Saturday, February 25, 2017

Clearly, they have no idea.
Yahoo has responded to the letter sent by Republican Senators John Thune, Commerce Committee Chairman, and Jerry Moran, Consumer Protection, Product Safety, Insurance and Data Security Subcommittee Chairman.  The letter had been sent because the senators felt they weren’t getting enough cooperation from the firm.
You can read Yahoo’s response here (pdf).  See what you think.  The firm hasn’t yet identified the intrusion associated with the recently revealed 2013 incident that compromised over one billion accounts.  They first learned of that one in November 2016 when law enforcement brought them data.
As readers likely know, Yahoo’s claims about state-sponsored actors has been disputed by InfoArmor, who cite evidence from their investigations and operations on the dark web and who provide a different understanding of the breaches.  And while Yahoo did not appear to accept InfoArmor’s findings or claims, the proof is somewhat in the pudding, as it was InfoArmor who subsequently brought evidence of the then-undetected 2013 breach to law enforcement that law enforcement then took to Yahoo.  InfoArmor seemed to know much more about their breaches than the firm did.
So why is Yahoo still claiming state actors were involved in their response to Congress?  Where is that evidence?

Optimistic or naive?  IF you know you are in this database and IF you can find your picture and IF you make a request then that particular picture will be deleted UNLESS it is “necessary for a policing purpose.”  (Like the entire database is necessary?)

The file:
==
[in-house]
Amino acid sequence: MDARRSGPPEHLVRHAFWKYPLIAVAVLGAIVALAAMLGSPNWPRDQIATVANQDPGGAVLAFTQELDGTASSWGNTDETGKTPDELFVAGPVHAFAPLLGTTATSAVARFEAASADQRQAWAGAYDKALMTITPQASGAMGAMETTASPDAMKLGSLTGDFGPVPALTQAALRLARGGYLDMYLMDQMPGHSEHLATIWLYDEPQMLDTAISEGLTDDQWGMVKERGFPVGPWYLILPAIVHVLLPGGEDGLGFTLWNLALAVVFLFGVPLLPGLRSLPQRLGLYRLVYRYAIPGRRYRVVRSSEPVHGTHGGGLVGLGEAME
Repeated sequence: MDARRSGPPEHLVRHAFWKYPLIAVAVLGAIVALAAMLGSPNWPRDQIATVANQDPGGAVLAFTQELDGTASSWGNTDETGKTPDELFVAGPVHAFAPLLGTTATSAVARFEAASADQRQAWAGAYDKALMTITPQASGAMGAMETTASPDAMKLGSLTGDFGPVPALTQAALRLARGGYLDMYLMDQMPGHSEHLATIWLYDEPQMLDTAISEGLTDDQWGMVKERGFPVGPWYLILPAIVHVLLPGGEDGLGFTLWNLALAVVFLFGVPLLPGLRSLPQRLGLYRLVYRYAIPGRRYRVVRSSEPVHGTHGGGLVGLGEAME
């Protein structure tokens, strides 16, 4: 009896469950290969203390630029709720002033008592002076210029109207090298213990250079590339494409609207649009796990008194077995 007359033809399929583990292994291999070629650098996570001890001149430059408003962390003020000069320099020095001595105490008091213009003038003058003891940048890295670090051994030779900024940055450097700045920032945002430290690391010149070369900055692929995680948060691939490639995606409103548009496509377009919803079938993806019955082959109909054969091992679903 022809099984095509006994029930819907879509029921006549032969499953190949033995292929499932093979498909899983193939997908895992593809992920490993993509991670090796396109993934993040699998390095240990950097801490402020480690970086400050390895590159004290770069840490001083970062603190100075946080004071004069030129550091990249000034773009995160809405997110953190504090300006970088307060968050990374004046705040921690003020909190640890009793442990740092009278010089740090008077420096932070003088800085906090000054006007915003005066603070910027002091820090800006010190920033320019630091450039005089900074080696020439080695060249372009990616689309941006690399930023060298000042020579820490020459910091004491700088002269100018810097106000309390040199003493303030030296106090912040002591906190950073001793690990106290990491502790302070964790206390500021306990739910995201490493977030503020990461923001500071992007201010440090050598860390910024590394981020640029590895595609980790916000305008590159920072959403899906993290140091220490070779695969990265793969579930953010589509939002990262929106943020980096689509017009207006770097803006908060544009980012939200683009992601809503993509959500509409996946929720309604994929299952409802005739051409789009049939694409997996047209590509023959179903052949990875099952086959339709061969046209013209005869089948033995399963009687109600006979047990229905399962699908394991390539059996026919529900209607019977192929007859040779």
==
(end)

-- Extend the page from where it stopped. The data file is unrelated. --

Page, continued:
Alan Travis reports:
The home secretary has ordered police forces to delete on request millions of images of innocent people unlawfully retained on a searchable national police database.
A Home Office review published on Friday found that police forces make extensive use of more than 19m pictures and videos, known as custody images, of people they have arrested or questioned on the police national database.
Despite a high court ruling in 2012 that keeping images of innocent people was unlawful, police forces have quietly continued to build up a massive database without any of the controls or privacy safeguards that apply to police DNA and fingerprint databases.
Read more on The Guardian.

Illogical?  Have I lost touch?  Are soda sales really such a large percentage of profits for supermarkets? 
Industry: Philadelphia soda tax killing sales, layoffs loom
Some Philadelphia supermarkets and beverage distributors say they’re gearing up for layoffs because the city’s new tax on soft drinks has cut beverage sales by 30 percent to 50 percent — worse than the city predicted.
Jeff Brown, who owns six local ShopRite supermarkets, told The Philadelphia Inquirer ( ) he expects to cut 300 jobs.  Bob Brockway, chief operating officer of Canada Dry Delaware Valley, has predicted a 20 percent workforce reduction by March.
   Mayor Jim Kenney pushed through the 1.5 cent-per-ounce tax on sweetened and diet beverages to pay for nearly 2,000 pre-kindergarten slots and other programs.  The tax amounts to $1.44 on a six-pack of 16-ounce bottles.